2. Although low intensity aerobic conditioning is still the highest priority, we have athletes begin to do more anaerobic threshold work. As swimmers swim faster in practice a greater percentage of the time, it is critical that technique is not compromised.
  3. At this level, the training program focuses on preparation for the 400 IM and middle distance freestyle events. Even if swimmers show promise in specific events, we do very little specialty work. The IM Tuff program is a prominent focus within these practice groups.
  4. We believe that to be as successful in long course swimming as one is in short course swimming requires approximately 10-15% better conditioning. The training program in the practice levels of Phases III and IV is designed to emphasize and promote long course swimming throughout the year.
  5. Swimmers are encouraged to attend as many practices each week as possible. AM practices during the school year are introduced at the top level of this phase. All three groups are provided the opportunity to do two-a-day practices during the summer months. Swimmers at these senior levels are encouraged to begin to make a choice between swimming and other activities.
  6. Beginning in this phase, careful attention is given to maintaining aerobic fitness levels from one season to the next. Breaks between seasons are limited to avoid significant deterioration of aerobic fitness.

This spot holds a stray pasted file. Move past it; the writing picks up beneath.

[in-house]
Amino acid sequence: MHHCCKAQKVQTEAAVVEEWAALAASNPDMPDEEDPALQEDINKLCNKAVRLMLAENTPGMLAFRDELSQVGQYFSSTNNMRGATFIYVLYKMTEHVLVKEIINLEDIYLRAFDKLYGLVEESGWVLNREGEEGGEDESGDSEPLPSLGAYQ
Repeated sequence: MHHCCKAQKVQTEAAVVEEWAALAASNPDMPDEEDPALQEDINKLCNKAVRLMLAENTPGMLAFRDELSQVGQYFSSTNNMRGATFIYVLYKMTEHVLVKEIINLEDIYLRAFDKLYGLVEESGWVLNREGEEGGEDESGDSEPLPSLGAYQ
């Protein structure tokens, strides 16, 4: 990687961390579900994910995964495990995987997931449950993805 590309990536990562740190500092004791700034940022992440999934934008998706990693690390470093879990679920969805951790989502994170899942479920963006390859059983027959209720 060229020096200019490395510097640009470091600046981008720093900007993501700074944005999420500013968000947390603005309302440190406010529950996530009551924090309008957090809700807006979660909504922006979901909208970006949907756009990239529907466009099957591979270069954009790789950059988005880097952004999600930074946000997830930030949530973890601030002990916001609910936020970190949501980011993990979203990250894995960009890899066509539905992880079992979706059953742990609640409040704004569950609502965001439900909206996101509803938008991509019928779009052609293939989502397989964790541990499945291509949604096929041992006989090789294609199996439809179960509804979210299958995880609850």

7. Dryland training is introduced at these levels with the emphasis primarily being on the development of core body conditioning and teaching swimmers how to lift weights.

Phase IV: Advanced Training – Ages 14 & Over

Swimmers with the appropriate dedication, desire, experience, and talent move to the advanced training level of our program at 14-15 years of age. The training program in Phase IV is very demanding with a heavy emphasis on distance-based physiological training.

  1. Success over the long-term remains a high priority. Although we could train high school age swimmers in such a way that they could swim faster in the shorter events during their teenage years, we believe it is our responsibility to provide an aerobic-based training foundation that will allow them to achieve ultimate success in their college years.
  2. Work within various energy systems becomes an important component of the overall training program. Emphasis is still heavily aerobic, but specificity of training for stroke and distance becomes part of the regimen.
  3. While mileage completed is an important consideration, attention to detail and improvement in stroke technique is very highly valued. Coaches continually stress efficiency and technical precision as key components to success at the elite levels.
  4. Swimmers are still encouraged to train and compete in a wide variety of events. We believe there are many instances in this country where 14-17 year-old swimmers begin to specialize too early in their careers.
  5. The commitment level required at these levels of the program is very high with swimmers expected to attend 8-9 practices per week during the school year and 9-10 practices per week during the summer.
  6. Strength training with free weights and machines is a standard part of the training program.